COVID-19  Piedmont

Piedmont Athens Regional Medical Center, shown here, and St. Mary’s Hospital are Athens-Clarke Countys two main hospitals. They serve a region of more than 627,000 people, according to researchers from the University of Georgia College of Public Health. 

The CEOs of Athens’ two main hospitals said Monday they have decent equipment supply chains, but that could change due to uncertainty around how long COVID-19 will last.

The hospitals serve Athens-Clarke and 16 surrounding counties, seven of which do not have a hospital. Athens has the most robust health care system in the area, according to experts from the University of Georgia College of Public Health.

The number of COVID-19 cases in Athens-Clarke County seems to be stabilizing, but surrounding counties are seeing increased numbers of cases, said Michael Burnett and Montez Carter, CEOs of Piedmont Athens Regional Medical Center and St. Mary’s Hospital, respectively.

PARMC has a good supply chain for personal protective equipment and has received donations from the community, said Burnett.

St. Mary’s Hospital remains “OK” but is “teetering around being nervous” because it doesn’t have a large stock of supplies, said Carter.

Burnett said sourcing supplies has been an ongoing challenge due to the uncertainty of how long the pandemic will last. Working through the pandemic is “going to be a marathon, not a sprint,” Carter said. He said models have predicted a surge in cases anywhere from late April to late May, but these may not be accurate and will likely change over time.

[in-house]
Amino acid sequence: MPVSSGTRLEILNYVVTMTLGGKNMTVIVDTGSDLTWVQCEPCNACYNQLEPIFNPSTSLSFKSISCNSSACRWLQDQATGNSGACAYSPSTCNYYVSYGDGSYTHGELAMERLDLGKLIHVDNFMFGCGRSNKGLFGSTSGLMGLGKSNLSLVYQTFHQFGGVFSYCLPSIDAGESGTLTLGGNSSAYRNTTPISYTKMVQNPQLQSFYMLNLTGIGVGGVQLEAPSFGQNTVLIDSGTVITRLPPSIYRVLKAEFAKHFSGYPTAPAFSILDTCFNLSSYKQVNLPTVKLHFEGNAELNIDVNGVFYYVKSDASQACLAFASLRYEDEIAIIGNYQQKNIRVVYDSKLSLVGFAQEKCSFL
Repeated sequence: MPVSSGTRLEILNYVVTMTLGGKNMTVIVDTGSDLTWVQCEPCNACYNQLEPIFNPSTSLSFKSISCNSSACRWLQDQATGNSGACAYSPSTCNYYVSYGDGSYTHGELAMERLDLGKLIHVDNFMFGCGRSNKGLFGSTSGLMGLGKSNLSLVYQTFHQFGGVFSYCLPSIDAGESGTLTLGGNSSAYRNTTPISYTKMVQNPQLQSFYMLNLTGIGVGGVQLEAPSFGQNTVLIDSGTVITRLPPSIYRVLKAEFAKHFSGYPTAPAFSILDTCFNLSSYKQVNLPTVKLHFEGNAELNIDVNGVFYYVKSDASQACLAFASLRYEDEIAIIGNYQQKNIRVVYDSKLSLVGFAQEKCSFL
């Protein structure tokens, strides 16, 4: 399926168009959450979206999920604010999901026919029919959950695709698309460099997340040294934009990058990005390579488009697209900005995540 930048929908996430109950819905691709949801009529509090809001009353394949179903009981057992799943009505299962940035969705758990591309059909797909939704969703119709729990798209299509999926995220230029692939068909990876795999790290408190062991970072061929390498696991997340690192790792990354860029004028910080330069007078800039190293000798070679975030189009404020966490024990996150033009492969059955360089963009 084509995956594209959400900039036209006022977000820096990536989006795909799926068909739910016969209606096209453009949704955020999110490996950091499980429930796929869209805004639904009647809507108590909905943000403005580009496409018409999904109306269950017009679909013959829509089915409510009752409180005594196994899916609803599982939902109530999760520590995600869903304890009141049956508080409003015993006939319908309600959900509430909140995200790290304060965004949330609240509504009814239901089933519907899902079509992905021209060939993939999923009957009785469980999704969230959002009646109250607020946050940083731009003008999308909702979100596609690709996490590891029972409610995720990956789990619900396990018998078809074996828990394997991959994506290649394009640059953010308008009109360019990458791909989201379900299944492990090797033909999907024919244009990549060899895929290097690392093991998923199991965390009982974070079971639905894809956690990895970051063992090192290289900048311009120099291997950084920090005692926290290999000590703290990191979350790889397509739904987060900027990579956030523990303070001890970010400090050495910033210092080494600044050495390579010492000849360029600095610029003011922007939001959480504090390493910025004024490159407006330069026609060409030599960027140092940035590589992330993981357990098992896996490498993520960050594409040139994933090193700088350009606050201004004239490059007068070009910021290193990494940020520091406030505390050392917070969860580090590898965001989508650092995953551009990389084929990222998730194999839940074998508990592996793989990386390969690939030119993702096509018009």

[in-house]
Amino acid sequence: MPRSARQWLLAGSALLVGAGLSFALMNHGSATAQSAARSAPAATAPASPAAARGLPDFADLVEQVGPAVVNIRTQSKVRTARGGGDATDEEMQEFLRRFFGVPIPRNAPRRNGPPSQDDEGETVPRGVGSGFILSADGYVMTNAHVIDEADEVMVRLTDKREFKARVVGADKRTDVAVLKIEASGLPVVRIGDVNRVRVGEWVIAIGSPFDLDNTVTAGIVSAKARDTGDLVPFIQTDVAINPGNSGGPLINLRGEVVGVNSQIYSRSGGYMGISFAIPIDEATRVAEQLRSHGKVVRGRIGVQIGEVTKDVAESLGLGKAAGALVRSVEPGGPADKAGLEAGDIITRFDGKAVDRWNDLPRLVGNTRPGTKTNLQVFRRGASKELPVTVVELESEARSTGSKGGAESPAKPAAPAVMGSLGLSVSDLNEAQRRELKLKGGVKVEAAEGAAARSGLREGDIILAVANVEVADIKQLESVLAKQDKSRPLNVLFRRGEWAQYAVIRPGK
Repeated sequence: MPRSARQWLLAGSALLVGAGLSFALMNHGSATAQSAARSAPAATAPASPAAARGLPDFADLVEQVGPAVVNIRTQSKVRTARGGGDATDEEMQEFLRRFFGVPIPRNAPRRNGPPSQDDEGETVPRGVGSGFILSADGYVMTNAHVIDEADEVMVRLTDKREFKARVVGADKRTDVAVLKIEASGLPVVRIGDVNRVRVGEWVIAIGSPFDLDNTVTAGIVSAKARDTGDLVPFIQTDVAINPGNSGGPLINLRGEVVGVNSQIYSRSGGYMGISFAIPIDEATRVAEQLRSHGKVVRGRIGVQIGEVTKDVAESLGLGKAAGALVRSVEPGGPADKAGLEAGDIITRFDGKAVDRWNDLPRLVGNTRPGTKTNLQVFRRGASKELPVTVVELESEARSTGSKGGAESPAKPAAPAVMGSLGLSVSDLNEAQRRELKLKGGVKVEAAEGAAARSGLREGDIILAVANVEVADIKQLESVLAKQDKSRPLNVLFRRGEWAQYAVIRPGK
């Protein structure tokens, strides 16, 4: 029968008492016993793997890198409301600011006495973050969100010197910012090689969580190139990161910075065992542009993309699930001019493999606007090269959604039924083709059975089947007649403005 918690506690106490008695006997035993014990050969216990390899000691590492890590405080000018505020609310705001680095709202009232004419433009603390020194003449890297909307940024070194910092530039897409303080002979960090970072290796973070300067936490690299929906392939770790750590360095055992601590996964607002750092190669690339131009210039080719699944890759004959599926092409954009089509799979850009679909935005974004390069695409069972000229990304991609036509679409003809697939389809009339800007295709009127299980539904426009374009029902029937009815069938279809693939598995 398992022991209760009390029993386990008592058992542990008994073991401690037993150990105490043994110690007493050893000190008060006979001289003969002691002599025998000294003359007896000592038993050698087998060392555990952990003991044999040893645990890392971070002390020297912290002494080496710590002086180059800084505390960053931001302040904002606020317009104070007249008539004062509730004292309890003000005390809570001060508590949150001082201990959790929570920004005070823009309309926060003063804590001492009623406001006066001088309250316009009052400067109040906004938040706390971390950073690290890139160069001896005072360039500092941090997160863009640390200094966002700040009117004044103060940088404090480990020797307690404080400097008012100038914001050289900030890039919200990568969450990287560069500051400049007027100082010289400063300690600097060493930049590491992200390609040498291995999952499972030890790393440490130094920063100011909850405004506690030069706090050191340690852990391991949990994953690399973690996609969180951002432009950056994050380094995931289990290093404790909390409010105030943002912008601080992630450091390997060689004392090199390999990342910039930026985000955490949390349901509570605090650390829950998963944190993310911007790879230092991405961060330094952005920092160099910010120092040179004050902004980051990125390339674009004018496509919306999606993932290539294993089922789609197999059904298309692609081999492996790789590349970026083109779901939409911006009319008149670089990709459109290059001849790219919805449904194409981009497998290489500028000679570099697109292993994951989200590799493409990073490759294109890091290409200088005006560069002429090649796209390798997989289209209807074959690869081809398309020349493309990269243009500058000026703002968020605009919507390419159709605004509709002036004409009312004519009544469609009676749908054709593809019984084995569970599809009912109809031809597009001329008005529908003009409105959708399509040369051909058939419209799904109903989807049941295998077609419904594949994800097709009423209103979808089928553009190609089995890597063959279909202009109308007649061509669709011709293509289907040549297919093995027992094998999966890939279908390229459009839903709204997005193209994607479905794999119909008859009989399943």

The CEOs spoke with David Bradley, president of the Athens Area Chamber of Commerce, in a teleconference Monday to discuss the situation with the disease.

Burnett said shelter-in-place ordinances have had an impact, but surrounding counties lagged with these orders. Burnett said PARMC would be helping to care for patients and nursing homes from these areas.

The shelter-in-place order that Gov. Brian Kemp passed April 2 suspended local governments’ ability to enforce their own shelter-in-place ordinances, meaning the state’s order overrides the shelter-in-place ordinance the ACC Mayor and Commission passed March 19.

“I think it was a great step forward by the governor to… enact the shelter-in-place,” Carter said. “Even if we see patients or cases increase — that it increases at a level that we don’t overwhelm our capacity and our infrastructure.”

As for medical equipment, Burnett said PARMC has “a large number” of ventilators already in-house, and has plans to use other equipment, such as anesthesia machines, as back-up should ventilators run out.

Drug supplies, specifically for drugs used on patients in the intensive care unit, are a concern for PARMC, but Piedmont Healthcare centers are working together to support each other on supply chain efforts, Burnett said.

PARMC began performing COVID-19 tests in-house on patients last week. Previously, PARMC had to send out tests and wait up to 10 days for results, Burnett said. In-house tests allow the hospital to see results within “a couple hours,” Burnett said.

Burnett said PARMC received another shipment of additional testing kits Monday morning. He said the Federal Emergency Management Agency ships most of the supplies to “hot spots” which leaves Burnett wondering when PARMC will receive the shipments they need.

However, as of Monday, Burnett said he feels good with where PARMC is at in terms of shipments.

St. Mary’s Hospital expects to have the ability to do in-house tests by the end of the week, said Carter. However, even with in-house testing, limited supplies would still restrict the number of tests that can be administered.

Carter said the tests would be allocated to in-patients, staff and other physicians due to the limited supply.

Burnett said in-house tests will allow PARMC to save its personal protective equipment for patients that test positive for COVID-19, not patients that test negative.

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